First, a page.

Winner of the inaugural 2020 Faculty of Arts Research Engagement Prize, the Department of Indigenous Studies has been involved in an impressive number of research projects with a range of groups and organisations this year.
One of these organisations is ReachOut, which has been changing the way people access help since it launched the world’s first online mental health service nearly 20 years ago. ReachOut is accessed by more than 200,000 people in Australia every month.
The partnership between ReachOut and the Department of Indigenous Studies will lead to the creation of one of the first resources ReachOut has produced specifically for Indigenous youth. Head of the Department of Indigenous Studies Professor Bronwyn Carlson, tells us about this impressive partnership below.
What was/is the aim of the project?
The project, ‘Meeting where you are: social and emotional wellbeing resources and social media to help Aboriginal and Torres Strait Islander young people build resilience, seek help and to prevent suicide’ aims to design, deliver and evaluate an innovative and culturally-safe social media campaign and supporting online resources to promote the social and emotional wellbeing (SEWB) of Aboriginal and Torres Strait Islander young people. The ultimate objective of the project is to build resilience, support help-seeking and prevent suicide.
Who are the key players?
This project is a partnership with the academic researchers in the Department of Indigenous Studies: Professor Bronwyn Carlson, Dr Tristan Kennedy, Dr Ryan Frazer, and Madi Day with ReachOut Australia, Mariesa Nicholas, Director of Research and Hilary Miller, Research and Evaluation Manager.
How did the partnership project come about?
We first met the ReachOut team when we hosted an Indigenous youth and cyberbullying forum with one of our other partners, the Aboriginal Health and Medical Research Council. ReachOut does significant work with young people and online violence. We were then invited to collaborate on a grant application with the Department of Health (Commonwealth) for this project.
Which Macquarie people/teams helped make it happen?
We have a fabulous relationship with the Faculty of Arts Research Office who are always very supportive of our research aspirations. Particularly Dr Jan Zwar and Associate Dean Research Professor Robert Reynolds. Also Daniel Johnston, Research Partnerships Manager.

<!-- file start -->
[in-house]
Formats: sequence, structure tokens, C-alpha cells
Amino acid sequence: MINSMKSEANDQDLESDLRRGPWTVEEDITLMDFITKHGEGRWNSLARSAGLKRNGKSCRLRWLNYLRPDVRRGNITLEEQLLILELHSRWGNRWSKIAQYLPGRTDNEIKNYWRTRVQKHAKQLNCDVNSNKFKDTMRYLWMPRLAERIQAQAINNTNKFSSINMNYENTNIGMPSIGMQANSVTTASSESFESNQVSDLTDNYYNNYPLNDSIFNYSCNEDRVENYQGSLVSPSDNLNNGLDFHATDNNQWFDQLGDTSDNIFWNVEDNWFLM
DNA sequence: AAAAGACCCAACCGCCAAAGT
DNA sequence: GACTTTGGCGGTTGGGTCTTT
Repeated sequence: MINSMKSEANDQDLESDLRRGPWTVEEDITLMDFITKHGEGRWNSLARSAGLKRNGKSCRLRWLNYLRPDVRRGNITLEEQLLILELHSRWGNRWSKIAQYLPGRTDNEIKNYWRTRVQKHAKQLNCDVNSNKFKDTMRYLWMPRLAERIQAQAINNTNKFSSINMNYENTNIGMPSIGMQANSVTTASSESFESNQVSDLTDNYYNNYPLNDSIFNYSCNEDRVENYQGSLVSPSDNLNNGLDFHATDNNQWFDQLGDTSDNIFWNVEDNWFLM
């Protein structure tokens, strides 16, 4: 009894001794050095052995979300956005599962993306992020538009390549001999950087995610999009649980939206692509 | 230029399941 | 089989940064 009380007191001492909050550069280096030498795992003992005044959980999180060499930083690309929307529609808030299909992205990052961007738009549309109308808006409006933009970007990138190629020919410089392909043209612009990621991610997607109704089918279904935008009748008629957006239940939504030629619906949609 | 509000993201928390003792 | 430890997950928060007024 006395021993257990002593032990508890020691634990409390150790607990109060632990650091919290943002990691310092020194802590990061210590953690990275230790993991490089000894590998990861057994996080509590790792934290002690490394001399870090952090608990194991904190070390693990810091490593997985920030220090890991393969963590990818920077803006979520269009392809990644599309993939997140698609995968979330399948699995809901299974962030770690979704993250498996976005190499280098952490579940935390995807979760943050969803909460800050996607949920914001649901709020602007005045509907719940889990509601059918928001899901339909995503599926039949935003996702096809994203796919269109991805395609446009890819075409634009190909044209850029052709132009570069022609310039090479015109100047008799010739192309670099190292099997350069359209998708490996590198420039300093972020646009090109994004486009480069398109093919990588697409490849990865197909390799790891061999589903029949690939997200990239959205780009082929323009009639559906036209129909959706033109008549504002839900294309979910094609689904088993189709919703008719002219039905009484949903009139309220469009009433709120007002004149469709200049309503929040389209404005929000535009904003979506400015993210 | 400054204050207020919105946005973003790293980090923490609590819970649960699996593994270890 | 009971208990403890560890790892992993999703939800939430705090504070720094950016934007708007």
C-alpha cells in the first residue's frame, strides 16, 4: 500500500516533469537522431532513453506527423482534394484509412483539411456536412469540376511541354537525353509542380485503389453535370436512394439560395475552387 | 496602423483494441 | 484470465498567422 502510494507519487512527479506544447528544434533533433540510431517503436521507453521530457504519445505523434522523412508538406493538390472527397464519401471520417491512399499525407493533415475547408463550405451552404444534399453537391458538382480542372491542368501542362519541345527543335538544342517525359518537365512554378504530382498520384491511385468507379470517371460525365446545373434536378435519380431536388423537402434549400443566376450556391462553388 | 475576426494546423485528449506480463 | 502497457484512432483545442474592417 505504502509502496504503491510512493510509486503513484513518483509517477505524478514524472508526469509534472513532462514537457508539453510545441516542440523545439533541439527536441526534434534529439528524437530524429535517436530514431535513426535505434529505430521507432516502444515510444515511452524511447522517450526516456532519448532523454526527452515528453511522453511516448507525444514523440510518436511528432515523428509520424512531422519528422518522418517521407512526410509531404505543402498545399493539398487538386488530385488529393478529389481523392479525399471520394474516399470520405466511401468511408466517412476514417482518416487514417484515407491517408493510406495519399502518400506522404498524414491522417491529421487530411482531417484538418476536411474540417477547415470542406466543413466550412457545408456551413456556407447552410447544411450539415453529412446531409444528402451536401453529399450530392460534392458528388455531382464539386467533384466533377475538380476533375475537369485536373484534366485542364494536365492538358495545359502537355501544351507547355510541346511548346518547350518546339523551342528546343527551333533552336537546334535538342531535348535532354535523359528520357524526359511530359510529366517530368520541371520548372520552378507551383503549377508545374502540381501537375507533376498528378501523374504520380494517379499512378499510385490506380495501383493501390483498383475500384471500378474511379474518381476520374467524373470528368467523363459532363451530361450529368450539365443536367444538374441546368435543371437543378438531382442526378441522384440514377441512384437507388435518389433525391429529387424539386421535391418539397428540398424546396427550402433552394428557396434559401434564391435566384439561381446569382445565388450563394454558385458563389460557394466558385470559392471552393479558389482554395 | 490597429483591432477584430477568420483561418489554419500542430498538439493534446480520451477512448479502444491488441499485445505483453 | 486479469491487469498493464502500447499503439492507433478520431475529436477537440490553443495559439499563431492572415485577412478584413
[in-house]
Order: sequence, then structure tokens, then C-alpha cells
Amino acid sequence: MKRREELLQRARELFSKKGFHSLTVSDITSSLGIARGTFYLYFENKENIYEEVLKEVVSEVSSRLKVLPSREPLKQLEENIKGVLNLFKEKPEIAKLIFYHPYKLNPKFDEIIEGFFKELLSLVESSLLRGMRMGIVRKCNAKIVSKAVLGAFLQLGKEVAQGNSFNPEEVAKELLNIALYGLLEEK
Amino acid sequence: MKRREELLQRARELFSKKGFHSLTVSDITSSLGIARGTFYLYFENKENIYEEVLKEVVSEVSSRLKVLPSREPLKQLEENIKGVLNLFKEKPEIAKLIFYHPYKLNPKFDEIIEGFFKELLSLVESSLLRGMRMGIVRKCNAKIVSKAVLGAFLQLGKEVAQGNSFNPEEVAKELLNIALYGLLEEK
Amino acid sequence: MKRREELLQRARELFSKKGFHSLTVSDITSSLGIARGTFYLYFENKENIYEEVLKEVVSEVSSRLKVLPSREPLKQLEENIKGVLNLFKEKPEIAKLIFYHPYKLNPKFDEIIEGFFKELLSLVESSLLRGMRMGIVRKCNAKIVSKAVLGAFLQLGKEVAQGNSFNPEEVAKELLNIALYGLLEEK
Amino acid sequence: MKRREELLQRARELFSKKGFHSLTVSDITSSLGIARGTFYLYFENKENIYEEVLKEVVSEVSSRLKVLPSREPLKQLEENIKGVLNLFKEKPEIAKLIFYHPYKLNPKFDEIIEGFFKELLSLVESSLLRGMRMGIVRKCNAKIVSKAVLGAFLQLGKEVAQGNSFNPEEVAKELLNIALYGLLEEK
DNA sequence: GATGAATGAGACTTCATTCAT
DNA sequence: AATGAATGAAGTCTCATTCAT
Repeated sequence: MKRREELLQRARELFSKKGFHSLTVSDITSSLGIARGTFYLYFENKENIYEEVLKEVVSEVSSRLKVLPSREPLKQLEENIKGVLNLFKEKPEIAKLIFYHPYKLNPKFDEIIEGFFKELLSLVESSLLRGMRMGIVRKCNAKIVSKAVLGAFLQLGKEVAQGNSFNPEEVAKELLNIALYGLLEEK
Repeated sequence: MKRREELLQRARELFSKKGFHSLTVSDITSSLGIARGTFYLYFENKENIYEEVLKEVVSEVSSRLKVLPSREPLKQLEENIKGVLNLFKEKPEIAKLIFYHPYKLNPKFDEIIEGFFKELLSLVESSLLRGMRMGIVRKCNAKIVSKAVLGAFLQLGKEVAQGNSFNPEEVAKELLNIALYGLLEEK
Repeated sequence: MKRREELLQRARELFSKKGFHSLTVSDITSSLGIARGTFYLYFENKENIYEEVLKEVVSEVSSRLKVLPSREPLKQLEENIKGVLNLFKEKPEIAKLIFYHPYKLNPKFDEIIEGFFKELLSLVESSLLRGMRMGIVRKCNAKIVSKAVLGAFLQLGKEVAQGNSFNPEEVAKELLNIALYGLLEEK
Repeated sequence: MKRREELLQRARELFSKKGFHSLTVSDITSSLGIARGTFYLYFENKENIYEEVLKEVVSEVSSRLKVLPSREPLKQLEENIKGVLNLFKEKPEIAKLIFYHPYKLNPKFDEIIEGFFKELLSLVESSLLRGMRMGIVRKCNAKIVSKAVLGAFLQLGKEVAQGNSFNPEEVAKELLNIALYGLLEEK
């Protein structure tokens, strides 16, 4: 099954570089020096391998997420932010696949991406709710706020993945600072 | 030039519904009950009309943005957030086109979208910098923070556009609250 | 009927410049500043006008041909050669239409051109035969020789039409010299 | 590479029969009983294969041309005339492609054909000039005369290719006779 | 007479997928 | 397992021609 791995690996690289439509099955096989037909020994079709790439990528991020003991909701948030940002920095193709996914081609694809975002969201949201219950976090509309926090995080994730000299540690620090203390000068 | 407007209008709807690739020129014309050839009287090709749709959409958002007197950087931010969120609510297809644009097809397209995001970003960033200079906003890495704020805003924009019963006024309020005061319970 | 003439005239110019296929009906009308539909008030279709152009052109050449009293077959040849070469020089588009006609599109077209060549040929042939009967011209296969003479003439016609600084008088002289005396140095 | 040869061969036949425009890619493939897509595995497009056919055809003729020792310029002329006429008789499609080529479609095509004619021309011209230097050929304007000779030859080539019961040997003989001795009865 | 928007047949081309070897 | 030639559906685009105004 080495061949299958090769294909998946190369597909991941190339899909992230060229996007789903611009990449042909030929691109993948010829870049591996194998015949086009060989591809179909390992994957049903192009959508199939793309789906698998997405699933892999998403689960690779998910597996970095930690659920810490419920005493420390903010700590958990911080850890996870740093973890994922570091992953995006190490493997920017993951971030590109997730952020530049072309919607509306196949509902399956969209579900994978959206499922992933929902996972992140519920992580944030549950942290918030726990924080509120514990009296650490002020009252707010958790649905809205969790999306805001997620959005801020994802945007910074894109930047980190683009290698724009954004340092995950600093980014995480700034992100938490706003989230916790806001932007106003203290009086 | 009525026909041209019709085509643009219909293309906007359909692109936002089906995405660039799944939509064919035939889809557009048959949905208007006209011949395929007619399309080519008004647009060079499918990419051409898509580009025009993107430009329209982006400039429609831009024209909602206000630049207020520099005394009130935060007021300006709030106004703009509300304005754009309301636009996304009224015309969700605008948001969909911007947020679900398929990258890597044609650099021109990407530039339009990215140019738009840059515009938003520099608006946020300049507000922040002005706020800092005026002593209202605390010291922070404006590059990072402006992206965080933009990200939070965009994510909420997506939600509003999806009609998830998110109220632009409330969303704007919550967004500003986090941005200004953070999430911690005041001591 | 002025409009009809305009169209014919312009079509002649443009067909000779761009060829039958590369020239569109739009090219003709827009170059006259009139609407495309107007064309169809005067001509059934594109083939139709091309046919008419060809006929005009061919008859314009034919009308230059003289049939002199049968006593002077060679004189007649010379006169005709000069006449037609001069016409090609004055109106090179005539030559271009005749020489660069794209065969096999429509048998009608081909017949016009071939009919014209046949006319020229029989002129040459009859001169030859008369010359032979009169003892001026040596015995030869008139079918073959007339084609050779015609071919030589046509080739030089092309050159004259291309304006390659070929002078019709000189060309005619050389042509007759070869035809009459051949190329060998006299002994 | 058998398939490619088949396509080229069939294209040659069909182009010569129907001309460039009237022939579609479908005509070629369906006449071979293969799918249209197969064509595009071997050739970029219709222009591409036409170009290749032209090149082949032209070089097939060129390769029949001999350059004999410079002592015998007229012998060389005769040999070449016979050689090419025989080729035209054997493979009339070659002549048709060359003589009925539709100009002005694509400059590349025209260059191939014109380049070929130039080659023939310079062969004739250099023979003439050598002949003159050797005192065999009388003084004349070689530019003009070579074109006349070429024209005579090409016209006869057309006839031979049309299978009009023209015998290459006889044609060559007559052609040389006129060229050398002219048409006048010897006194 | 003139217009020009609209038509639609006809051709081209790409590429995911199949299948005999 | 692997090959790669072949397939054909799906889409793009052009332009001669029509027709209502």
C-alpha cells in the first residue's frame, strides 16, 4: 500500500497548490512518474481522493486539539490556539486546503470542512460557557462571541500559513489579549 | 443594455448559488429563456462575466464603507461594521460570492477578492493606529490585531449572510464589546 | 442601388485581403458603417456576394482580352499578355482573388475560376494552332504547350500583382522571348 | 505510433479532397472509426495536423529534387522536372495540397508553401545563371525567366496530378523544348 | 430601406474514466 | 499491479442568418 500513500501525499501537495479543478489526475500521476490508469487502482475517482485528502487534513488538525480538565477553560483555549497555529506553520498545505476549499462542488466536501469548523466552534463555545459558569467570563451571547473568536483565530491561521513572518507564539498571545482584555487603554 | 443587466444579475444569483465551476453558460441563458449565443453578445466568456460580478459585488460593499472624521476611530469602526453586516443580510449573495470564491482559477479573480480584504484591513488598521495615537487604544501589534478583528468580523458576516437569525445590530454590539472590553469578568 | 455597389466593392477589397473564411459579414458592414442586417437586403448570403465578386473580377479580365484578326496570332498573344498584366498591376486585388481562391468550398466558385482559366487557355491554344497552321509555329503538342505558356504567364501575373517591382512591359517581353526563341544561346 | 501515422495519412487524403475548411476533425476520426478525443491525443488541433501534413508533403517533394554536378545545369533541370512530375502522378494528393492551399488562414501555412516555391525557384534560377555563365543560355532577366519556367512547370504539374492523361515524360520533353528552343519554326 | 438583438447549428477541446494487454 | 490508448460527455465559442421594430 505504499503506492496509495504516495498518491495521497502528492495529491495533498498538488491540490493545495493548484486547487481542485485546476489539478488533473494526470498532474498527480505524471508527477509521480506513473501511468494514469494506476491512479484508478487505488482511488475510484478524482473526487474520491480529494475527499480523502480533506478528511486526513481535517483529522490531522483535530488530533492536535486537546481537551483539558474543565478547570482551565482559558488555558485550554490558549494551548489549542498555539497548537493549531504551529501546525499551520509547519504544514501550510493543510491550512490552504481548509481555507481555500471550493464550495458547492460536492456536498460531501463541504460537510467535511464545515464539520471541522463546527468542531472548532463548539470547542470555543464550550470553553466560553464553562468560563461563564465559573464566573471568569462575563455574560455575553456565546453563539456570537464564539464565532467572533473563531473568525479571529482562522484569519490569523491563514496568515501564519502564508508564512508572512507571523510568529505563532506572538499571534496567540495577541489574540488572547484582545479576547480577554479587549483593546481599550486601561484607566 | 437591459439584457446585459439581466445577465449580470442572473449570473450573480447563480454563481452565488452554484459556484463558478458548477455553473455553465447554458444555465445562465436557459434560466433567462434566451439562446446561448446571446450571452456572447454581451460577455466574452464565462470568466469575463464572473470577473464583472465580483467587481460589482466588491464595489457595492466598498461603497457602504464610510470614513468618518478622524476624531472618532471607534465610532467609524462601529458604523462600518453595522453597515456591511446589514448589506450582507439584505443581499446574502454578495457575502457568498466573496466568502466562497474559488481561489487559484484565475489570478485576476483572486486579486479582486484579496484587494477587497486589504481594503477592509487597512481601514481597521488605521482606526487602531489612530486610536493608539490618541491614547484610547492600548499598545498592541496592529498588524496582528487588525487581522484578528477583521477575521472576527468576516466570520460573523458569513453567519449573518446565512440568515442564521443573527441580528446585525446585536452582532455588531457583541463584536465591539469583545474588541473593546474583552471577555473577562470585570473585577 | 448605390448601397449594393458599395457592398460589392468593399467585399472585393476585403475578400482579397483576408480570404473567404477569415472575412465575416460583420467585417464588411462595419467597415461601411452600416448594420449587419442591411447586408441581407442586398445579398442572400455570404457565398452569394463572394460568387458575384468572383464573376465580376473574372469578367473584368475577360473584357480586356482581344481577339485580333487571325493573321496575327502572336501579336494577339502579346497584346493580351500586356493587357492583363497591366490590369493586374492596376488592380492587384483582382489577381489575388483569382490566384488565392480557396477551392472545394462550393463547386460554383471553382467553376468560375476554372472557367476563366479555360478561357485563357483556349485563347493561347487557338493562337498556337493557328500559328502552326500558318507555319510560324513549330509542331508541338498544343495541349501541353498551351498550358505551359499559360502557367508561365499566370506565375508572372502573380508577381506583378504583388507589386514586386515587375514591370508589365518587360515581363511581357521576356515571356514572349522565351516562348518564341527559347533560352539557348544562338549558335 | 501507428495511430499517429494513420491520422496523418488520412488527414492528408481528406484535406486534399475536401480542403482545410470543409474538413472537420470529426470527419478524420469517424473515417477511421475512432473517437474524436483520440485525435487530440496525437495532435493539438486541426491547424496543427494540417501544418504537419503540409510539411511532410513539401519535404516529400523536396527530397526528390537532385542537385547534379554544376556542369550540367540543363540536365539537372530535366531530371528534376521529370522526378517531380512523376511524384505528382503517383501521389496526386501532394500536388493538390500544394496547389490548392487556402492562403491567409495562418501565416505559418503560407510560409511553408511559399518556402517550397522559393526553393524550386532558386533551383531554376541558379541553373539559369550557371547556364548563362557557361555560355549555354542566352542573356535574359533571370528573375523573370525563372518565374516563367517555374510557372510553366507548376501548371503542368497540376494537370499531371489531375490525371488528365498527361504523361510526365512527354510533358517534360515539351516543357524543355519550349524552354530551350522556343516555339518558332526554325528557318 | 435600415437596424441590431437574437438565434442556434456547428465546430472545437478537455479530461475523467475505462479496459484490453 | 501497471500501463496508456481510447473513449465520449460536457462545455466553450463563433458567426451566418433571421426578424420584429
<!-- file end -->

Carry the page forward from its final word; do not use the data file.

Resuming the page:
How did you approach the management of the project?
It was a pleasure writing the grant application with ReachOut as they are very collaborative and they are used to co-design in their approach. We are also fairly tech savvy and happy to use digital platforms as well as more traditional ways of collaborating.
Any cultural or business process differences that you had to navigate?
As Indigenous people and working in Indigenous Studies our priorities are to ensure the work we are engaged in also benefits our communities. ReachOut were very responsive to this. There are always moments where we have the opportunity to learn from each other and our role is to make sure we are true to Indigenous philosophies and ways of operating.
What has been the outcome?
The outcome was being awarded the grant. We have made some initial progress on the project and are submitting our ethics application shortly. We have had a few meetings and we are trying to recruit the research associate. COVID has impacted our progress but we are fairly happy with what we have achieved so far. We have held one workshop where we have begun to think about the evaluation phase and we have done some work on the co-design of the project.
What is your advice to staff that are thinking about partnering with industry?
Partnering with industry can be very rewarding and you can see your research have real world impact. Our industry partners are keen to work with the University and our involvement brings a lot pf prestige to the outcomes. Look for partners who share your values and for us we always like to work with industry that will benefit the communities we also work with.